Wordpress/PHP Help

So my ISP tells me that the the Wordpress PHP script on my index file is apparently causing excess CPU usage (I’ve been quarantined to a special server, evidently). I know next to nothing about these issues, so I’m wondering if any savvier technical minds out there than mine have some theories. Could it be that regular site traffic calling the index page has exceeded some sort of limit my ISP has for CPU usage? Site traffic continues to grow every month but hasn’t had any extraordinary spikes lately. Is it possible that there’s some kind of bug or other glitch in the PHP script that’s generating excess loads on the CPU? Other ideas? This problem is evidently serious enough that my ISP is threatening to cut me off in seven days if I don’t figure this thing out. I guess maybe all the prayers of Avery’s critics have started working.

Update: Thanks for all your emails and suggestions. With your help and Google I’m pretty sure my problem is a good one, insofar as nothing is “wrong” per se, just that my traffic is heavy enough and WP’s PHP infrastructure creates usage demands such that I’m bumping up against my ISP’s CPU limits (as opposed to data transfer limits, which hasn’t been a problem and shouldn’t be, as many of you point out). Soooo, after an evening of Googling and searching and reading deep in the bowels of virtual geeekdom, I’ve made some tweaks, namely uploading a plugin that WordPress gurus swear by (wp-cache) as a way to make my ISP’s CPUs think I’m running a static page. Ideally, this will show some results over the next few days and get me out of the leper colony and back into the good graces of my ISP. Stay tuned.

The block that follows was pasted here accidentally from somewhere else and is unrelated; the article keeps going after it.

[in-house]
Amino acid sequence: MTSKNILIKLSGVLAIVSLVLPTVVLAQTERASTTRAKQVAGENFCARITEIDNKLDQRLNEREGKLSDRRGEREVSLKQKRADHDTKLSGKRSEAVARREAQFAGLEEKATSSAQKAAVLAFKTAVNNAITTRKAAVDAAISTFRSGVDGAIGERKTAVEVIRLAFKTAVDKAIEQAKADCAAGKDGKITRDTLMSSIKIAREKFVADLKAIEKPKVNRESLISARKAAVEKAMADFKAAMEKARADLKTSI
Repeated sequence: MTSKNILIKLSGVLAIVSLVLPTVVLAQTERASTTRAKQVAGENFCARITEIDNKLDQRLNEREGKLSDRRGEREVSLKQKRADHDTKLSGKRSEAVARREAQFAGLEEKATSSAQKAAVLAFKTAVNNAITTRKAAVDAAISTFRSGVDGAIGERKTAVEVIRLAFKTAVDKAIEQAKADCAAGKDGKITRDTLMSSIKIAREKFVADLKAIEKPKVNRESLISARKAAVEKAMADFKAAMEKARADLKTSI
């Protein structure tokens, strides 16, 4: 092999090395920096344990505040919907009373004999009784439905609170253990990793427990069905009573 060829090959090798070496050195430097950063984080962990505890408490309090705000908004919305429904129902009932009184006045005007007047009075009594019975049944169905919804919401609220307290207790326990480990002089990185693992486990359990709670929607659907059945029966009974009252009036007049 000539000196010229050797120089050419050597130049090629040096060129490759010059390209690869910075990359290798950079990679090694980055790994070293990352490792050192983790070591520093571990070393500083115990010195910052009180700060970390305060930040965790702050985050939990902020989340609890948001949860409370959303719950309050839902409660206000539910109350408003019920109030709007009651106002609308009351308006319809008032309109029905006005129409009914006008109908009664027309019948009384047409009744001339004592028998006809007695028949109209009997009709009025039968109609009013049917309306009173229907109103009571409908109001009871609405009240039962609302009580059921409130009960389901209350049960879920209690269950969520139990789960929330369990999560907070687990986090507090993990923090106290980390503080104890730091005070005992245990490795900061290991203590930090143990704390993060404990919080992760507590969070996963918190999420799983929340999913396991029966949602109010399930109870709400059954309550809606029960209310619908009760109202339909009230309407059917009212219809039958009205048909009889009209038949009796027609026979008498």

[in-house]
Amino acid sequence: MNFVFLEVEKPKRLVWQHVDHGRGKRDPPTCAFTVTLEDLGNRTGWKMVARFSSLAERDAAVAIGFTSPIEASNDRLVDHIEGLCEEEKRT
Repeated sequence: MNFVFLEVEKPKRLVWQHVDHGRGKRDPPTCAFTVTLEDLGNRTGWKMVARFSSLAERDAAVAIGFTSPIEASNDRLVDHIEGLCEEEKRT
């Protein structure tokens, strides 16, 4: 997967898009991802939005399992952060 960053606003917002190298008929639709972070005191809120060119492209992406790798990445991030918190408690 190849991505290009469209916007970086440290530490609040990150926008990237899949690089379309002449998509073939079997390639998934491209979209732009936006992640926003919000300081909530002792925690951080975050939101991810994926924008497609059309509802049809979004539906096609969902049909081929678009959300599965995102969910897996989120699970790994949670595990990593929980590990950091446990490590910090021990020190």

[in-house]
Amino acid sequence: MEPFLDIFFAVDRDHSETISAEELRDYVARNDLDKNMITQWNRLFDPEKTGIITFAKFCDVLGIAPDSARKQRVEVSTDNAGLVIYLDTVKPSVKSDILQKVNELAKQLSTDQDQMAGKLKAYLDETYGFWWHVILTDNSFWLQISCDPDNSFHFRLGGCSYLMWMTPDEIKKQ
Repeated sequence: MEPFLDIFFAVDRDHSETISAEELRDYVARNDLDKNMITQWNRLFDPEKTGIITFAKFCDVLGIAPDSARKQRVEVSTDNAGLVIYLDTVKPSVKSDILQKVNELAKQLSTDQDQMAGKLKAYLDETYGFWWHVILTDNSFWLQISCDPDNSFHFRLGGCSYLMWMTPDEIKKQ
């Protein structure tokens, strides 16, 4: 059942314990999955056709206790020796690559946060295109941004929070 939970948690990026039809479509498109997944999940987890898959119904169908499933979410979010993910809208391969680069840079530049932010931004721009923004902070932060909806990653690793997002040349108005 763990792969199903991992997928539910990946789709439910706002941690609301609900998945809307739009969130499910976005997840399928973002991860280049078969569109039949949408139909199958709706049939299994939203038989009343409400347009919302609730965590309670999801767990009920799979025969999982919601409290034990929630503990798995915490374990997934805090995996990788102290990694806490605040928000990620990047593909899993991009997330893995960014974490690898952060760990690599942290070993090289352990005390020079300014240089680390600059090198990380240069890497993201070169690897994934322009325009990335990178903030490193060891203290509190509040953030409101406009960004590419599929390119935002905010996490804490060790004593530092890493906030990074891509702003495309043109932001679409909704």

Later update: you may have trouble posting comments for a day or so while I sort out my server issues. Be patient. Things should sort themselves out soon enough.

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  1. Web Hosting » Comment on Wordpress/PHP Help by bguy on 15 Nov 2007 at 6:28 am

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  1. bguy wrote:

    hi, Christine Kane said you were having some problems… (i’m her we’bguy’ - i handle her we’blog’)

    first off, i can tell you that bad programming can cause excessive CPU usage. this may not be the first thing i would bet is wrong, but it is the first thing that pops in my head.

    any kind of dynamic (performed in real time) tasks that PHP does, can potentially get bogged down by an infinite loop or trying to continue a task regardless of failure (like failing to connect to a remote server - it will try a few times) or simply the sheer size of the task (like a database query that inadvertently pulls way too much info).

    if the problem really is PHP (WordPress), i would look at plugins first to find a culprit there. plugins are often not fully tested, or they are released with the disclaimer “alpha version” - which at least advertises that it’s not fully tested. they may also conflict with each other.

    next, i would look specifically at the index.php file and find any code where PHP performs a task that uses looping or remote connection (displaying an image that lives on another server IS a remote connection and is VERY frowned upon because you use up their bandwidth for your gain). if i had my hands on the code, i would do a few things to time each task execution - but i won’t discuss that here cause it’s too tecky-geeky. even simple HTML calling for a remote image can create the same problems (after all, PHP is HTML when it’s sent out to the visitor).